Date of Incident
Three of us went to climb in Ban-y-gor despite it raining gently. One of us decided to start with a short HVS which was at the top of his experience in the dry. He fell or slipped a few metres up. One of his pieces of gear ripped out, which may have been as the rock may have moved or the placement was poor, either way it meant that he hit the deck. After falling, he sounded as if he was choking but the ground was too uneven to get him in the recovery position so I propped him up against the rockface (I did not consider the spinal injury risk). At this point I realised the back of his head was bleeding despite wearing a helmet. I called the ambulance but did not realise they would need to stretcher him out due to spinal injury risk and I did not properly explain the access conditions thinking that they would be able to walk in and out. Hence they had to call back-up in order to hoist him out and we waited a long time in the cold. He was not completely with it. His helmet was cracked so had taken the brunt of the impact. He suffered a mild concussion and had stitches but otherwise was very lucky.
Especially when wet, at a new crag it is a bad idea to jump on a route which is really higher than the grades you are comfortable with leading and at the top of your experience. Being a short climb doesn't make it better. I should have said what I was thinking which is to get a feel for the rock and conditions by starting on something easier and better protected. We had travelled some way to get there and felt like we had to make the most of it despite the conditions - this is the wrong mindset, it is never worth taking the risk. We should have taken a step back and chosen a more sensible route or waited for the rain to stop. The route looked very slimy and slippery which was a bad idea in the rain, especially at the top of your grade. I also wish I had explained the access to the crag better so the emergency services could have judged their need for roped access earlier, what seemed easy to me on foot was much harder to get someone out on a spinal board.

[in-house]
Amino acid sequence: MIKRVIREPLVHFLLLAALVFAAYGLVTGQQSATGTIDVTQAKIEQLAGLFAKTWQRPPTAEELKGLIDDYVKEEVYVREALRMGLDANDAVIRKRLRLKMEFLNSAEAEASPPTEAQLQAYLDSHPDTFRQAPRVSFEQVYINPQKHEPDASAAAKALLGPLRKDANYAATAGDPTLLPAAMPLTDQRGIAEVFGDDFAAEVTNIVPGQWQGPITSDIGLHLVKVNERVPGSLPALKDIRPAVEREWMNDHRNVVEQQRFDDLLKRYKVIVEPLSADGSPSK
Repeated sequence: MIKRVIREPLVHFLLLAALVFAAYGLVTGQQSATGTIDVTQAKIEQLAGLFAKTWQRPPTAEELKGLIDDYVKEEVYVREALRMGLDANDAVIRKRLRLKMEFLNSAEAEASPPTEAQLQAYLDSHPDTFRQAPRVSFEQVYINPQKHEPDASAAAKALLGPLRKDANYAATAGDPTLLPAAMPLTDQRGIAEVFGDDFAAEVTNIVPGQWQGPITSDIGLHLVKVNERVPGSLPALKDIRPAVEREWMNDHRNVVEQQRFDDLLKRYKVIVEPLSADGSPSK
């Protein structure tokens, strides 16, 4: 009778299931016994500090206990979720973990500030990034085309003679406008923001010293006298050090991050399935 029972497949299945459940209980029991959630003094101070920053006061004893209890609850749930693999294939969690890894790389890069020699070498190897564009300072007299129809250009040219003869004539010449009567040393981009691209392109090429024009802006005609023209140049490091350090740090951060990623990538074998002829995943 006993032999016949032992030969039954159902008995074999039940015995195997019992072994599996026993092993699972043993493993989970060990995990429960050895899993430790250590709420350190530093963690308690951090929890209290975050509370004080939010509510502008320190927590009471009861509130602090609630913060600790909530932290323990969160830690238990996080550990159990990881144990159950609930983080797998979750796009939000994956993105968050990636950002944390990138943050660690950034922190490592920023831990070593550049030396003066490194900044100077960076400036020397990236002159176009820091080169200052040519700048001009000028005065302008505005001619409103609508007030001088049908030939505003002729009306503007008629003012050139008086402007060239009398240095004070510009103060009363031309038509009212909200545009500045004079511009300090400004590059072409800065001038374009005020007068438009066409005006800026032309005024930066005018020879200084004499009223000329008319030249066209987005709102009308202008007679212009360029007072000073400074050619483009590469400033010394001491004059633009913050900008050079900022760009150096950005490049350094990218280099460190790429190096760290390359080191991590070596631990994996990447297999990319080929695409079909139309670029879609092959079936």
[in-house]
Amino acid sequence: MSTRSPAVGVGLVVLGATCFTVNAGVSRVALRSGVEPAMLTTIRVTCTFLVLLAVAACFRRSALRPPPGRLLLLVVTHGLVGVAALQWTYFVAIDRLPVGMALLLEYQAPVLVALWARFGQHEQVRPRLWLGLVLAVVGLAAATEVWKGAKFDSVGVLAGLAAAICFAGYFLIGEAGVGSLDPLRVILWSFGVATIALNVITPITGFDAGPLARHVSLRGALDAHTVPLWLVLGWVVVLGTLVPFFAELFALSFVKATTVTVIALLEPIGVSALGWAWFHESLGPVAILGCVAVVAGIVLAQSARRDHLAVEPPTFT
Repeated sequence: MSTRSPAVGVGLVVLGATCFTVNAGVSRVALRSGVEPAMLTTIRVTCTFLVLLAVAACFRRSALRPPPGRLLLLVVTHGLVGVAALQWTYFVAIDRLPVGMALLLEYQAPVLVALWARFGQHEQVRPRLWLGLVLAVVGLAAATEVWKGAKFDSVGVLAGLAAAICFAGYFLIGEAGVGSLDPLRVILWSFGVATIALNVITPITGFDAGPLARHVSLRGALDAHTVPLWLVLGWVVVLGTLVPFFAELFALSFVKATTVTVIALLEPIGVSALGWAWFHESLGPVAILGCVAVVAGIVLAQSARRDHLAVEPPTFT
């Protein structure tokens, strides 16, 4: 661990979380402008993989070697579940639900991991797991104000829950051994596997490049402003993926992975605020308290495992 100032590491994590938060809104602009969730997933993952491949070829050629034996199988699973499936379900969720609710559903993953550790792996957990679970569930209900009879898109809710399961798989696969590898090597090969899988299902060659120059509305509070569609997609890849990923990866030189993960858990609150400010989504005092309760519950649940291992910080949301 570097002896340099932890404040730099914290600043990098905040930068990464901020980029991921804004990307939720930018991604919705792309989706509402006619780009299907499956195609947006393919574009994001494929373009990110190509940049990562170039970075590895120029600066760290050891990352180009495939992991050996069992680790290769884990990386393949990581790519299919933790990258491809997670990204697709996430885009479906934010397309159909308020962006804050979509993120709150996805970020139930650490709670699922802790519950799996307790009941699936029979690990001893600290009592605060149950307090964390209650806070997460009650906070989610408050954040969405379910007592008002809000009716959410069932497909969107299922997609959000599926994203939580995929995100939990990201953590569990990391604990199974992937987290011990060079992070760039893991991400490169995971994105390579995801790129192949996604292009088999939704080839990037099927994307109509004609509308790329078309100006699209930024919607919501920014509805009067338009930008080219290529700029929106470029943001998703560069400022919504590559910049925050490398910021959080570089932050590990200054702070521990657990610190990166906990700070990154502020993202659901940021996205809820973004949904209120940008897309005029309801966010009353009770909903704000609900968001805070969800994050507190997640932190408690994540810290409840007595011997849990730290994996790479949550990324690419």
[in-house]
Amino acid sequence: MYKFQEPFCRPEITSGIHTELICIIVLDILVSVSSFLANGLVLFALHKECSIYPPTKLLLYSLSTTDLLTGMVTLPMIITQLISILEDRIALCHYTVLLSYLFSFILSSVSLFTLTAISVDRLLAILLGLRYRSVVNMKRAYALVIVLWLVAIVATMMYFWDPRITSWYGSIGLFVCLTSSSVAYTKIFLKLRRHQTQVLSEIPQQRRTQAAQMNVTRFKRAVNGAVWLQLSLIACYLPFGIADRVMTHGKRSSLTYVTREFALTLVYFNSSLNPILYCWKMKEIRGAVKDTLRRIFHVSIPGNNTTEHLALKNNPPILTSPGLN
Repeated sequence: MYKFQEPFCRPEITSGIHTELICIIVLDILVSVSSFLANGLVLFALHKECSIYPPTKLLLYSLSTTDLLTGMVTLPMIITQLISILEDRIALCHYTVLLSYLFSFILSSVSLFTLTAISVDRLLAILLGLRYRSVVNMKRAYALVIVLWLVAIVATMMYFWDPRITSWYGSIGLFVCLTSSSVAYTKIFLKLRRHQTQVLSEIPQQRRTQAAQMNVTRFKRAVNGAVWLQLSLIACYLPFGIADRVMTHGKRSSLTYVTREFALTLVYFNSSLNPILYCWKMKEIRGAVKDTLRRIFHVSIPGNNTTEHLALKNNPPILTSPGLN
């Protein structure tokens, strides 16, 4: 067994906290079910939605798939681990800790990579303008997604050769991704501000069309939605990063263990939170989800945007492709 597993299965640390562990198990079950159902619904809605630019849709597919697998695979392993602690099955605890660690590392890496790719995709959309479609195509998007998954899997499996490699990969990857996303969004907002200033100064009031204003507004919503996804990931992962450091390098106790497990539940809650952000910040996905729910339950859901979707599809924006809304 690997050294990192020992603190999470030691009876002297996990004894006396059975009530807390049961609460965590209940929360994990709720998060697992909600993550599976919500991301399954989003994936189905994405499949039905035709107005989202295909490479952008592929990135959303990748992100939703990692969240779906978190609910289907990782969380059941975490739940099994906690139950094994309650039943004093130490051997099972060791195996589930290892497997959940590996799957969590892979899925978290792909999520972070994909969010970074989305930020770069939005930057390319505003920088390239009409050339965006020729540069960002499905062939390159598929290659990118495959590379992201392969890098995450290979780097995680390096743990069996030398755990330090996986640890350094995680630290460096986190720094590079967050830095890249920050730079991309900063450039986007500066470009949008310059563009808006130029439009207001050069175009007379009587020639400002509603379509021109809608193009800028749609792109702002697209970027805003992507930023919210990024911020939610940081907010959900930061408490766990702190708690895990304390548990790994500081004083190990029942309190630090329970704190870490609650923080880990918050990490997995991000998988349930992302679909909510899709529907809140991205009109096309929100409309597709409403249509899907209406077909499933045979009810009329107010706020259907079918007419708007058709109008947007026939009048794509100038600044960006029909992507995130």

Trad rock climbing
Serious injury requiring medical treatment
Slip, trip or fall, Adverse Weather, Equipment failure
Rescue Services Involved?
Ambulance and firefighter services or mountain rescue
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All reports are self-submitted and have not been edited by the BMC in any way, so please keep an open mind regarding the lessons and causes of each incident or near-miss.